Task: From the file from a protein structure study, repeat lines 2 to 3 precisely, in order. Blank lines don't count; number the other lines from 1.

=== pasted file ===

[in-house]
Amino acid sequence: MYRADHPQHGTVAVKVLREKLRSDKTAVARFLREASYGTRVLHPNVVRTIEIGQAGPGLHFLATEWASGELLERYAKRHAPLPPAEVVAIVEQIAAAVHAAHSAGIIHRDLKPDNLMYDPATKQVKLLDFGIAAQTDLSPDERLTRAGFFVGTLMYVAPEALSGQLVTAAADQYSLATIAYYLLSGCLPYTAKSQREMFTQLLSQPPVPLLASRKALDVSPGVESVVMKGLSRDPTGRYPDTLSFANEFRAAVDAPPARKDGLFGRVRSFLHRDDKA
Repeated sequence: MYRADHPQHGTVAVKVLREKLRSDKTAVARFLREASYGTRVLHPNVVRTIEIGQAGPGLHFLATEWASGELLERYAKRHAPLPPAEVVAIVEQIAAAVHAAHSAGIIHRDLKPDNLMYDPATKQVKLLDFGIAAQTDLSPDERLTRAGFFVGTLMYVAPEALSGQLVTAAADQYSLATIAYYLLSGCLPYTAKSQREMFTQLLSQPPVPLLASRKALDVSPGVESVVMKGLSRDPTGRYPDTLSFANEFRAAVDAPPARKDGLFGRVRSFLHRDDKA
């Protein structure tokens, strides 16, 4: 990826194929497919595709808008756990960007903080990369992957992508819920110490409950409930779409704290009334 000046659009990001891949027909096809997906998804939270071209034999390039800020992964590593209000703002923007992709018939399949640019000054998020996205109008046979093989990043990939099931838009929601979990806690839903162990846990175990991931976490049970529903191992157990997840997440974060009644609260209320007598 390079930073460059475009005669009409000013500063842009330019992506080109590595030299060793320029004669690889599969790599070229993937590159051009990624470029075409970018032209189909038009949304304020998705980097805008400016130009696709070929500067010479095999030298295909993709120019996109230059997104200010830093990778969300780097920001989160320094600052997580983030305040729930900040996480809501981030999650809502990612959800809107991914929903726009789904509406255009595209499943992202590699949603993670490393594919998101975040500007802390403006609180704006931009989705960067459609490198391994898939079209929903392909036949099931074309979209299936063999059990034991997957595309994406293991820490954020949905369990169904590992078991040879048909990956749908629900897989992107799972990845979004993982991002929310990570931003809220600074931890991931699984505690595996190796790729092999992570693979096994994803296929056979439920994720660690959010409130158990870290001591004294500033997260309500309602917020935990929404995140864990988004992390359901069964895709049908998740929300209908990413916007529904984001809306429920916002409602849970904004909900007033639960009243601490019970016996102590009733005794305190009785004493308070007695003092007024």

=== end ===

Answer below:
Amino acid sequence: MYRADHPQHGTVAVKVLREKLRSDKTAVARFLREASYGTRVLHPNVVRTIEIGQAGPGLHFLATEWASGELLERYAKRHAPLPPAEVVAIVEQIAAAVHAAHSAGIIHRDLKPDNLMYDPATKQVKLLDFGIAAQTDLSPDERLTRAGFFVGTLMYVAPEALSGQLVTAAADQYSLATIAYYLLSGCLPYTAKSQREMFTQLLSQPPVPLLASRKALDVSPGVESVVMKGLSRDPTGRYPDTLSFANEFRAAVDAPPARKDGLFGRVRSFLHRDDKA
Repeated sequence: MYRADHPQHGTVAVKVLREKLRSDKTAVARFLREASYGTRVLHPNVVRTIEIGQAGPGLHFLATEWASGELLERYAKRHAPLPPAEVVAIVEQIAAAVHAAHSAGIIHRDLKPDNLMYDPATKQVKLLDFGIAAQTDLSPDERLTRAGFFVGTLMYVAPEALSGQLVTAAADQYSLATIAYYLLSGCLPYTAKSQREMFTQLLSQPPVPLLASRKALDVSPGVESVVMKGLSRDPTGRYPDTLSFANEFRAAVDAPPARKDGLFGRVRSFLHRDDKA